“The same goes for charities – if you can influence policy effectively, through evidence-based campaigning, that’s going to drive even more charitable outcomes.”

But, she acknowledges, the pandemic has made it difficult to assess whether that government and charity relationship is functioning as she believes it should.

“It’s been a strange time – the news agenda has been driven in a different way over the past 18 months,” she says.

Even so, she says, the Black review has generated a lot of optimism.

The issues raised by the report are familiar to Killen. A former civil servant, she was the director of the UK Anti-Drugs Co-ordination Unit, the government’s drugs strategy team, 20 years ago.

Even though she moved on to the Department for Transport in 2003 and then into the charity sector, it was a cause that stayed close to her heart.

When the CGL role came up, she jumped at the opportunity to add it to her portfolio of governance work (she’s also chair of the Katy Piper Foundation and the Pharmaceutical Services Negotiating Committee, as well as having previously chaired the grantmaker Clarion Futures).

In some respects there seems to have been relatively little progress made since she was with the Anti-Drugs Co-ordination Unit, she says.

“One of my last meetings when I left was going up to Scotland to talk about drug-related deaths because they were too high – and now I’m reading in my briefing pack that they are currently at an eight-year high,” she says.

But, she says, the landscape has certainly shifted in terms of who is offering the treatments.

“It’s great to see the things that have been successful,” she says.

“Back then, it was right at the beginning of these big treatment providers starting to massively grow, and the charity sector has really taken on the role of being champions of drug and alcohol treatment as the government has slightly moved out of the space.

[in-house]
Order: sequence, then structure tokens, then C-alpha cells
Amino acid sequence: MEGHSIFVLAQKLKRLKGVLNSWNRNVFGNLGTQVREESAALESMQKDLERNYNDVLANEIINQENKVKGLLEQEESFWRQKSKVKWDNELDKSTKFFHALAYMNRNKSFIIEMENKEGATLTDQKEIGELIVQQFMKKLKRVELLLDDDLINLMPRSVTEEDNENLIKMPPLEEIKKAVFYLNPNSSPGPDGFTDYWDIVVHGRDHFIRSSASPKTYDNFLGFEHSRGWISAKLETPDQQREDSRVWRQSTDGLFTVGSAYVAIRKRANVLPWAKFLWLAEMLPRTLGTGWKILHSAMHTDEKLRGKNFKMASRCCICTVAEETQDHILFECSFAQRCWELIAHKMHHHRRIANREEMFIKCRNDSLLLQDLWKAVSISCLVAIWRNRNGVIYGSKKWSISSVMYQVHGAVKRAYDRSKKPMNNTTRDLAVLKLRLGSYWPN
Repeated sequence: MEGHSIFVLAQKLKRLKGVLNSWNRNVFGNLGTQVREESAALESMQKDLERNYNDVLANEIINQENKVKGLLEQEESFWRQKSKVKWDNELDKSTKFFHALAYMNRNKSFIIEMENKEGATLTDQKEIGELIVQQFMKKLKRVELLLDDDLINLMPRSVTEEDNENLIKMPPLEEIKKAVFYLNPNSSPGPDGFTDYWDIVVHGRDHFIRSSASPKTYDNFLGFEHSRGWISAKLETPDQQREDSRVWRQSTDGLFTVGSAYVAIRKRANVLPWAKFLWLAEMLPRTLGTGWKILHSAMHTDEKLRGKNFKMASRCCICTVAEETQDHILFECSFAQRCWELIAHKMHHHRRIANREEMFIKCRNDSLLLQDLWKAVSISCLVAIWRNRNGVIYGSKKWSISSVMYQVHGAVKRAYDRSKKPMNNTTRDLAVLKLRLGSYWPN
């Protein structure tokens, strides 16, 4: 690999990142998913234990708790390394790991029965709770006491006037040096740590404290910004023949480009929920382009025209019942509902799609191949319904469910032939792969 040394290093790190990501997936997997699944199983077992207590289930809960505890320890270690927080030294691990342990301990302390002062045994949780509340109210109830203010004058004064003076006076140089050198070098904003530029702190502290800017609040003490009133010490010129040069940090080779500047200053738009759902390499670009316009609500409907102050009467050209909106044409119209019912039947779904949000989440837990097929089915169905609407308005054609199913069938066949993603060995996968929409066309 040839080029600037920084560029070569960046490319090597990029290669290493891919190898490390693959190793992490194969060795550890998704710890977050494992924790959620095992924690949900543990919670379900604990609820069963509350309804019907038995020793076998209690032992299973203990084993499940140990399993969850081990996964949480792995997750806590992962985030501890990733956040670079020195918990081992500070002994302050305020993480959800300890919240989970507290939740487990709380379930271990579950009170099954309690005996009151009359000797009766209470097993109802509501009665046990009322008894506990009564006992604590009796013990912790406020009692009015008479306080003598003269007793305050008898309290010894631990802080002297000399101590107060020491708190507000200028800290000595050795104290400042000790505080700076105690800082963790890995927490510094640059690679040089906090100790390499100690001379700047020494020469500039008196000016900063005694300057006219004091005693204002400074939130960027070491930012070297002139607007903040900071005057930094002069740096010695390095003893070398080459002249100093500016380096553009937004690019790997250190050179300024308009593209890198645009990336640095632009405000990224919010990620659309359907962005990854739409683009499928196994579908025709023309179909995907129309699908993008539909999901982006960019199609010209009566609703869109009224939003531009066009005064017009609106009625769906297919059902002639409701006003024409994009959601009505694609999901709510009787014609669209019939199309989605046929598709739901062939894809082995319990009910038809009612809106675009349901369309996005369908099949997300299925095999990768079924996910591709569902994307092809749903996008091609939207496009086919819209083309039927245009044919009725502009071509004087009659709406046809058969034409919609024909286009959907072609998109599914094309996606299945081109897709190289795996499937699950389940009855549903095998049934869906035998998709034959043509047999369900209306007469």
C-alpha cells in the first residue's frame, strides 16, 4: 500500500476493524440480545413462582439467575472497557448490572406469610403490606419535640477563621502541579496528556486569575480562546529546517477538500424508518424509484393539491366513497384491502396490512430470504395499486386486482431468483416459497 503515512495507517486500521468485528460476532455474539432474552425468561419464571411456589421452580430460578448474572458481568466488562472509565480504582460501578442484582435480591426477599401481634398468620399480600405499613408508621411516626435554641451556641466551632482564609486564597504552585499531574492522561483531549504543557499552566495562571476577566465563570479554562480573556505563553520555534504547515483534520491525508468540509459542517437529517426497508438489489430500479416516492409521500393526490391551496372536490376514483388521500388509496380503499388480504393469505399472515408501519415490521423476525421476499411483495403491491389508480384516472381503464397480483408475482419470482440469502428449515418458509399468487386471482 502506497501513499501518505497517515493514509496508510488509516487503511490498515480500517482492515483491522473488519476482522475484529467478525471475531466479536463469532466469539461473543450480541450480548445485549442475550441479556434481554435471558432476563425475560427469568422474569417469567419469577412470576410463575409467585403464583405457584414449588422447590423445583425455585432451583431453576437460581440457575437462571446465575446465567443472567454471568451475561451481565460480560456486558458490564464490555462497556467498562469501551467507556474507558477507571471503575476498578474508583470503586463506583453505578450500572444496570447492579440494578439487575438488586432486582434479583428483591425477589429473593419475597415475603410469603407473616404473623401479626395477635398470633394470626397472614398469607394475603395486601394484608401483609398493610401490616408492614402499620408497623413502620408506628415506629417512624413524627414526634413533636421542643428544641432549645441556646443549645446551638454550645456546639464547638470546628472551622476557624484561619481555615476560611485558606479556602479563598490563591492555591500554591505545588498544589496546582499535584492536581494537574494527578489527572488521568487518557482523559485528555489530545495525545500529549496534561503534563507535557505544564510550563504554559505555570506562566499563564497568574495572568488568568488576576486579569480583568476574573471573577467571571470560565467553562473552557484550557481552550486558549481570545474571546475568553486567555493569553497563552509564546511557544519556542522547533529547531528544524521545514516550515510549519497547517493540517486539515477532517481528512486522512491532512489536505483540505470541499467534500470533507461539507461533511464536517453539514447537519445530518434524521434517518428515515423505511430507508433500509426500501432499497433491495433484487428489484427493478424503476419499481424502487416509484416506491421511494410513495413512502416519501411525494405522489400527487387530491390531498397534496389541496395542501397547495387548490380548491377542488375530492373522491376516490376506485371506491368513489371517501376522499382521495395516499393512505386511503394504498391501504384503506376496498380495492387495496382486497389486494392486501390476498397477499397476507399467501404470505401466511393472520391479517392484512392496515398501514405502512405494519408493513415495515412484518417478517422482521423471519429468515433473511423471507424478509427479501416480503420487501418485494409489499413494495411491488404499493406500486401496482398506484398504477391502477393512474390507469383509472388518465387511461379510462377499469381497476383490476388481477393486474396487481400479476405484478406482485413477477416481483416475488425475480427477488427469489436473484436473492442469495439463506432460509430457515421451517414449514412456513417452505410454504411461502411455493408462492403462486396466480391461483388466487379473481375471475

“This is an area where the charity sector has expanded and driven delivery.”

A new approach

But the size of the organisations involved has been a bone of contention in the sector.

In the year to 31 March 2021, CGL had an income of £219.1m, of which £217.8m came from government contracts, and the charity reported a total of 3,741 employees in its accounts. By December 2020, it had an adult caseload of 61,983 people – up by 13.3 per cent on 2019 as lockdown pushed more people to seek treatment.

Many smaller organisations accuse giants like CGL of hoovering up contracts, undercutting smaller service providers who have specialist local knowledge and driving them out of the market.

So what does this mean for the new “outward-facing” CGL?

Killen says she believes working alongside smaller organisations will be vital.

“We’ve got to network with small charities, other providers and other bits of the public sector if we’re going to meet the needs of our client group,” she says.

And just as the Black review calls for greater integration between government departments to provide integrated holistic support around housing, employment and other services, Killen says the same approach is needed at a local level.

“There’s always this debate between small and large in the charity sector, not just drug and alcohol; but I think the sector is stronger because it has both, and they both bring different things to it – it’s about supporting and engaging with others at the right time,” she says.

“Charities are a really rich mix of how they do things. The great thing is how they adapt but retain that relentless focus on the people they are there to serve.”

While it may not be a huge comfort to those who are suspicious of the size and clout CGL has in its field, Killen says she was won over by her interactions with the charity and “the genuineness of how they operate” during her appointment.

“They are really up for working alongside other organisations – if they weren’t I wouldn’t have wanted to join them in the first place,” she says.